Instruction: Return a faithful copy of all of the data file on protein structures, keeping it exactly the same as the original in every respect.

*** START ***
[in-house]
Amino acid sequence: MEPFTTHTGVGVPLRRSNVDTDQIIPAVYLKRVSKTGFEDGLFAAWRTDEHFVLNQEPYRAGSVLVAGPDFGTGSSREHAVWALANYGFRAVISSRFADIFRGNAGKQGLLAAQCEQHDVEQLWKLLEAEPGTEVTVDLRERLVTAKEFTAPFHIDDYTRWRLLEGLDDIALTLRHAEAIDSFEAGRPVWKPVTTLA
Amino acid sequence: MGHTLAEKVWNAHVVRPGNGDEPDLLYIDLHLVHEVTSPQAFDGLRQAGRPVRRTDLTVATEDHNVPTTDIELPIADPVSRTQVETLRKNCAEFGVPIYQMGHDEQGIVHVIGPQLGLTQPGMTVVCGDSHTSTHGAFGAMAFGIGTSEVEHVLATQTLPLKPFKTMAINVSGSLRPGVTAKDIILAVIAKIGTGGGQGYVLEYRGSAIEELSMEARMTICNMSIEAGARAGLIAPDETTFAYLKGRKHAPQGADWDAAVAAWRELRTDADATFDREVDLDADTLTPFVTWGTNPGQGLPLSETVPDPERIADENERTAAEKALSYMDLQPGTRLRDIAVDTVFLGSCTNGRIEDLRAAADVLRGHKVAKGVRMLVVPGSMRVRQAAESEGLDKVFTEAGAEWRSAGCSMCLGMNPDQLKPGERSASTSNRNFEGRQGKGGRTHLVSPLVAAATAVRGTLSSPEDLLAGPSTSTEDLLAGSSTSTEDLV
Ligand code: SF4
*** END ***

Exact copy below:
[in-house]
Amino acid sequence: MEPFTTHTGVGVPLRRSNVDTDQIIPAVYLKRVSKTGFEDGLFAAWRTDEHFVLNQEPYRAGSVLVAGPDFGTGSSREHAVWALANYGFRAVISSRFADIFRGNAGKQGLLAAQCEQHDVEQLWKLLEAEPGTEVTVDLRERLVTAKEFTAPFHIDDYTRWRLLEGLDDIALTLRHAEAIDSFEAGRPVWKPVTTLA
Amino acid sequence: MGHTLAEKVWNAHVVRPGNGDEPDLLYIDLHLVHEVTSPQAFDGLRQAGRPVRRTDLTVATEDHNVPTTDIELPIADPVSRTQVETLRKNCAEFGVPIYQMGHDEQGIVHVIGPQLGLTQPGMTVVCGDSHTSTHGAFGAMAFGIGTSEVEHVLATQTLPLKPFKTMAINVSGSLRPGVTAKDIILAVIAKIGTGGGQGYVLEYRGSAIEELSMEARMTICNMSIEAGARAGLIAPDETTFAYLKGRKHAPQGADWDAAVAAWRELRTDADATFDREVDLDADTLTPFVTWGTNPGQGLPLSETVPDPERIADENERTAAEKALSYMDLQPGTRLRDIAVDTVFLGSCTNGRIEDLRAAADVLRGHKVAKGVRMLVVPGSMRVRQAAESEGLDKVFTEAGAEWRSAGCSMCLGMNPDQLKPGERSASTSNRNFEGRQGKGGRTHLVSPLVAAATAVRGTLSSPEDLLAGPSTSTEDLLAGSSTSTEDLV
Ligand code: SF4